the-hazards-of-qr-codes
QR codes could be linked to cyber attacks. (Photo: iStock)

It’s becoming increasingly difficult to buy or sell without the use of QR codes, a technology that isn’t new, but which is picking up steam in Mexico.

Current health measures have fostered a rejection of physical menus, coins, and bills, as it’s argued that they could increase transmission of SARS-CoV-2.

In Mexico City, for example, QR codes have been incorporated into restaurants in a way never seen before.

To this end, Jonathan Zamacona, marketing course director at Platzi, an online education platform, and the first of three experts interviewed by Tec Review, says the following:

“In these establishments, you have to scan a QR code to enter and then a table is assigned. When you sit down, you must scan another QR code to view the digital menu. Finally, there’s another QR code in order to pay.”

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Digital wolves in sheep’s clothing

These codes can also be found in advertisements, brochures, or websites, which could lead to personal data theft.

“This hasn’t been detected in Mexico, but cases have been reported in Spain, the United Kingdom, and the United States. Malicious QR codes, cloned by cybercriminals, can be found anywhere,” says this director.

One case could be that of a supposed company that, via adverts posted on street walls, announces vacancies for a customer service position with a good salary. People who are interested scan the printed code that takes them to a page which, eventually, is where the disguised cyber attack occurs.

“If users don’t want to become victims of a digital attack, they have to look very carefully when the QR code preview is displayed. They should look at the information that appears and, particularly, the URL. If it doesn’t begin with https (the s stands for secure), they shouldn’t click on it. If they do, they expose themselves to data theft,” explains Zamacona.

He mentions that cybercriminals use apocryphal addresses in QR codes, such as, www.whatsappweb.com, when www.whatsapp.web is the correct URL. So, without realizing the deception, users enter a page that looks like WhatsApp, and unfortunately, become victims of hackers.

“It’s very important that, as mobile device users, we’re aware of what type of pages we’re allowing to access our information,” he advises.

The view of a QR code promoter

The second expert consulted is Ramiro Nández, senior QR manager at Mercado Pago, a digital buying and selling tool, who agrees with Zamacona in the sense that it’s important users don’t scan QR codes that aren’t correctly identified, either to enter establishments, read menus, or to look something up on the street.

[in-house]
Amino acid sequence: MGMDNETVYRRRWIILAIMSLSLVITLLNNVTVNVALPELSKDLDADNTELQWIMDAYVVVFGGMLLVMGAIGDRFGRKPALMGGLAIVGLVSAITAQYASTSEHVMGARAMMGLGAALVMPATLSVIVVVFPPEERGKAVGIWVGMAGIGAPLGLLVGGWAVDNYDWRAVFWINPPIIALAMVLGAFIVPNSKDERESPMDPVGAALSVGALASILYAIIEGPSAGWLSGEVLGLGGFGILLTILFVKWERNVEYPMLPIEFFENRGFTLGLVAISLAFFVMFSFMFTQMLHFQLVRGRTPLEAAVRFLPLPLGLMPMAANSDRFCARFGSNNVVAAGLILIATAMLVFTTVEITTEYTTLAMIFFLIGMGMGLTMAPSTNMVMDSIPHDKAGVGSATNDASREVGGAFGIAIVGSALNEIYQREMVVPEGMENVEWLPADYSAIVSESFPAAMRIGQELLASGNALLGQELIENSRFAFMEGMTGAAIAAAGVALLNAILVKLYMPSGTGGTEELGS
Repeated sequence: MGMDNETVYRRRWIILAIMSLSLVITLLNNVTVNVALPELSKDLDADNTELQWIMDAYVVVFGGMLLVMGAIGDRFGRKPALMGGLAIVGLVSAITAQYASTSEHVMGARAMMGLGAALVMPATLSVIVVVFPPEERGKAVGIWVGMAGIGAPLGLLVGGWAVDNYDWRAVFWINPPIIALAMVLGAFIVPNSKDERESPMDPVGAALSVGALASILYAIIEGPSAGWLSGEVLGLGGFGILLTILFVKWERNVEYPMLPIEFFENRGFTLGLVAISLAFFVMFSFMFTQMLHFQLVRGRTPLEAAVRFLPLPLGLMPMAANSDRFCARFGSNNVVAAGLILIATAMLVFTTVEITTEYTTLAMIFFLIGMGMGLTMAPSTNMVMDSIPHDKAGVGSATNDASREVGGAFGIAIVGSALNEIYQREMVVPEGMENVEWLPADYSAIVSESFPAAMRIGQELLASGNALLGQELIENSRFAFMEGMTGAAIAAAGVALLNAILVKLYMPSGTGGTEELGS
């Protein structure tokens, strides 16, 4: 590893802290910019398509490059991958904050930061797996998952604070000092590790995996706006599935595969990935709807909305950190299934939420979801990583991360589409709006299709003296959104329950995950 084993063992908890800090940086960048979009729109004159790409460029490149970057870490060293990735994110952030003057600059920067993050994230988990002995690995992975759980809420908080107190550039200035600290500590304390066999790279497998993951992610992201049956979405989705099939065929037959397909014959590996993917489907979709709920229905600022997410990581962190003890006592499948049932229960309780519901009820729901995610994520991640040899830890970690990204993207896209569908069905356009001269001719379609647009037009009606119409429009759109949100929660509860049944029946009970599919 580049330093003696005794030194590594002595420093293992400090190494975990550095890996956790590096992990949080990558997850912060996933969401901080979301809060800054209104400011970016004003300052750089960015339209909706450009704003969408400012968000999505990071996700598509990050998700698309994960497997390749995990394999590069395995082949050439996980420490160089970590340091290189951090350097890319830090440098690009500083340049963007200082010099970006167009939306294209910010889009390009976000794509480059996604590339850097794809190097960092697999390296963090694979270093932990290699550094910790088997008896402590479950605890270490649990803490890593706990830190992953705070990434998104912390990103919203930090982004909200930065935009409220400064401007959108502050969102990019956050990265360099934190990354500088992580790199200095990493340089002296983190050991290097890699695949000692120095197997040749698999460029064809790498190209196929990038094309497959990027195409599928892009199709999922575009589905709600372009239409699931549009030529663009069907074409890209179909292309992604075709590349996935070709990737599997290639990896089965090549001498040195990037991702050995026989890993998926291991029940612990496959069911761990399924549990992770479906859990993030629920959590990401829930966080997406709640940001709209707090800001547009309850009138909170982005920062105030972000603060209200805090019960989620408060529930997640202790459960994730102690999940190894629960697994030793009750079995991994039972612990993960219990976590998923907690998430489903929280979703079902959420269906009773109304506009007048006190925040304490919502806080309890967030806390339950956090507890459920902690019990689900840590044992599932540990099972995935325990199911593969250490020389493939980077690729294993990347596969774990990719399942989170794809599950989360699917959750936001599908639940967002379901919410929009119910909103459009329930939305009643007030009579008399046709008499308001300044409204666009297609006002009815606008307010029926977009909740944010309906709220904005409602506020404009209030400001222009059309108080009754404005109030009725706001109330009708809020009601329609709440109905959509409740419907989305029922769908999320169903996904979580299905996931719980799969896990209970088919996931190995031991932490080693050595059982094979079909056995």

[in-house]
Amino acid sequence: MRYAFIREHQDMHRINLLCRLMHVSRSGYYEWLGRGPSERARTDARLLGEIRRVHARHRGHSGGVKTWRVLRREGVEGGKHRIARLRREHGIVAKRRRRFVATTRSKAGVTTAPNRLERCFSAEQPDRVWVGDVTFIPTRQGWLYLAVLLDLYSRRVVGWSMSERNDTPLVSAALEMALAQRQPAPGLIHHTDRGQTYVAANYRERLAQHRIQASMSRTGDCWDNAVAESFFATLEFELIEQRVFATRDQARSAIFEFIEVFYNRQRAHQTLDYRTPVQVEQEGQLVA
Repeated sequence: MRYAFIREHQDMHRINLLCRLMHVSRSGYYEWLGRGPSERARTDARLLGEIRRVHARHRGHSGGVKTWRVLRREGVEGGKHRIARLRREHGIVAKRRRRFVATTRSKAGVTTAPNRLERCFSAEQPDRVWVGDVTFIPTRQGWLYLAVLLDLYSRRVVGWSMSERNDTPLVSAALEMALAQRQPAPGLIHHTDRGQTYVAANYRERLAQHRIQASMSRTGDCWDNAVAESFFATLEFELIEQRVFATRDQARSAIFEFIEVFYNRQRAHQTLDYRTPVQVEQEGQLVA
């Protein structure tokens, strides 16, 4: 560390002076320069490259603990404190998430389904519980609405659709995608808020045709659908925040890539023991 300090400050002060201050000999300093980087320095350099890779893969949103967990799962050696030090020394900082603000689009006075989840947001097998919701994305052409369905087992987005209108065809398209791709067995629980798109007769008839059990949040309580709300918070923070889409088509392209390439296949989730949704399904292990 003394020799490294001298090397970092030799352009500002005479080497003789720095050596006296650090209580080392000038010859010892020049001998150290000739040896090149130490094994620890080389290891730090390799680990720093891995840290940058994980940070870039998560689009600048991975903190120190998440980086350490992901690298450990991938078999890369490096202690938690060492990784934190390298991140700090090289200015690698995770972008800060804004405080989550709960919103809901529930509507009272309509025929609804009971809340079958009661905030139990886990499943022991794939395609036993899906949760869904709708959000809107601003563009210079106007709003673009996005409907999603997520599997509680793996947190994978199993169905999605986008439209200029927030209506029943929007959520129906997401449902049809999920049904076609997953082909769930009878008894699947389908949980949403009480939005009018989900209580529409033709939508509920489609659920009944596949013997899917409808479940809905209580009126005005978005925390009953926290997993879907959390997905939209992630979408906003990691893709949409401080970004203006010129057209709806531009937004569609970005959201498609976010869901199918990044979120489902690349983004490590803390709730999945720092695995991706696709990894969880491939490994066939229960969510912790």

“The risk with this is that the fraudulent codes lead to another page where personal data can be requested. It’s best to activate the option for previewing links, or even download a program that checks links before opening them,” he says.

Nández points out that it’s good idea to have strong passwords and to activate notifications on phones. He also points out that the Mercado Pago app allows you to consult all the reliable establishments that accept QR code payment.

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Humanizing technology

Mauricio García, design technology director at frog, a digital solutions development firm, completes this shortlist of specialists. He says that QR codes aren’t a solution, but a means – with associated risks – to making online interactions more efficient.

“They’re just a mechanism for transmitting information. It’s the applications that use them and the care with which consumers and retailers use them that can make them safe,” he says.

García confirms that a QR code can be a perfect link for downloading malware or accessing a phishing site, but as long as people take care, the risk of data theft or fraud can be minimized.

To know what precautions are necessary when using QR codes, García, who’s also a Computer Science Masters graduate from Tecnológico de Monterrey’s State of Mexico campus, recommends keeping in mind the following questions:

Do I know the origin of the QR code that I’m about to read and do I trust it? Can I verify its authenticity? Is the application that I’m going to use from a reliable provider? Can I verify its authenticity? Am I disclosing only necessary information to complete the transaction while keeping my personal information private? Is the amount of payment I’m about to make correct?

What’s more, this Tec graduate says that business owners and app designers must take into account their customers’ needs to humanize payment systems.

“When using this technology, users must feel confident that they’re well informed about making secure transactions and can concentrate on savoring their food, relaxing on a trip, or thinking about the person they’re buying a gift for,” he concludes.